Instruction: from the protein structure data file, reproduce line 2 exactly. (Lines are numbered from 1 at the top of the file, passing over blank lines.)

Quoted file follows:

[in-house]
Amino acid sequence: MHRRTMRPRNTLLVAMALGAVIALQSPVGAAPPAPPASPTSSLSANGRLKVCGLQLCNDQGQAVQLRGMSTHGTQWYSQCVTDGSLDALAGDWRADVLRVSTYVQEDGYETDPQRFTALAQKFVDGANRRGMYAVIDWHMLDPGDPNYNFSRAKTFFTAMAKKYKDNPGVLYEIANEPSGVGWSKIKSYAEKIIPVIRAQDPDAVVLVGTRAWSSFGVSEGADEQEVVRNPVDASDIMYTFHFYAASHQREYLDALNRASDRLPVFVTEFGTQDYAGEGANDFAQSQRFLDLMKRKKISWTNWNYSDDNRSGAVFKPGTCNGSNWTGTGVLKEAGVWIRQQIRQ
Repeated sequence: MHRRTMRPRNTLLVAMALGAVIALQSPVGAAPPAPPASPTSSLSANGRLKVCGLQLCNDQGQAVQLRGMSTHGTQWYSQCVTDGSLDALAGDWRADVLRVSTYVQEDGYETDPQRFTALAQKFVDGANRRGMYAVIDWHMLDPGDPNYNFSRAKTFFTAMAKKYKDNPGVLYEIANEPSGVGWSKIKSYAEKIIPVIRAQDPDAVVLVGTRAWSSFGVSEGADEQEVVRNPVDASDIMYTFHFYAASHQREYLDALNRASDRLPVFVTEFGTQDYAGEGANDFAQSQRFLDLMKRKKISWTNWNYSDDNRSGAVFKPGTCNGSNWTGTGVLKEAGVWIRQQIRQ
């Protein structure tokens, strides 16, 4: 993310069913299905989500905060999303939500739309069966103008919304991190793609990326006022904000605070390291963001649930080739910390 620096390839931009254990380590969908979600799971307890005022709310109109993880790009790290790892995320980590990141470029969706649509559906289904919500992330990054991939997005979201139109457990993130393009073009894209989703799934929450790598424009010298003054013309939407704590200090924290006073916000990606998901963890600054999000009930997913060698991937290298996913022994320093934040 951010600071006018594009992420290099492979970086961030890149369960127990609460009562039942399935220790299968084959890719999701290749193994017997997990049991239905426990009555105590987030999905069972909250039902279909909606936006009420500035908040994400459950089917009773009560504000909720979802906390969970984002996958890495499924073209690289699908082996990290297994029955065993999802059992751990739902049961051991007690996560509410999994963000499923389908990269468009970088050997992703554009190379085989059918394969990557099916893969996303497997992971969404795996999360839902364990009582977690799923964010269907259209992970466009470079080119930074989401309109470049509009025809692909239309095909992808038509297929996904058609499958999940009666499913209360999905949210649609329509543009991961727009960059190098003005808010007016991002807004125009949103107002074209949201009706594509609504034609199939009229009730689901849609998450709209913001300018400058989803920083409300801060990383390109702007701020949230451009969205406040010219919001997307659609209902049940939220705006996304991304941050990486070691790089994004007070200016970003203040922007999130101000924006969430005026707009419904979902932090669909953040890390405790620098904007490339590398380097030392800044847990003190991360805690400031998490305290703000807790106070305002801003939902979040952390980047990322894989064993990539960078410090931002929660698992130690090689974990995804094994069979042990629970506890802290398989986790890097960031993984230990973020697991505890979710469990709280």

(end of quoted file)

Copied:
Amino acid sequence: MHRRTMRPRNTLLVAMALGAVIALQSPVGAAPPAPPASPTSSLSANGRLKVCGLQLCNDQGQAVQLRGMSTHGTQWYSQCVTDGSLDALAGDWRADVLRVSTYVQEDGYETDPQRFTALAQKFVDGANRRGMYAVIDWHMLDPGDPNYNFSRAKTFFTAMAKKYKDNPGVLYEIANEPSGVGWSKIKSYAEKIIPVIRAQDPDAVVLVGTRAWSSFGVSEGADEQEVVRNPVDASDIMYTFHFYAASHQREYLDALNRASDRLPVFVTEFGTQDYAGEGANDFAQSQRFLDLMKRKKISWTNWNYSDDNRSGAVFKPGTCNGSNWTGTGVLKEAGVWIRQQIRQ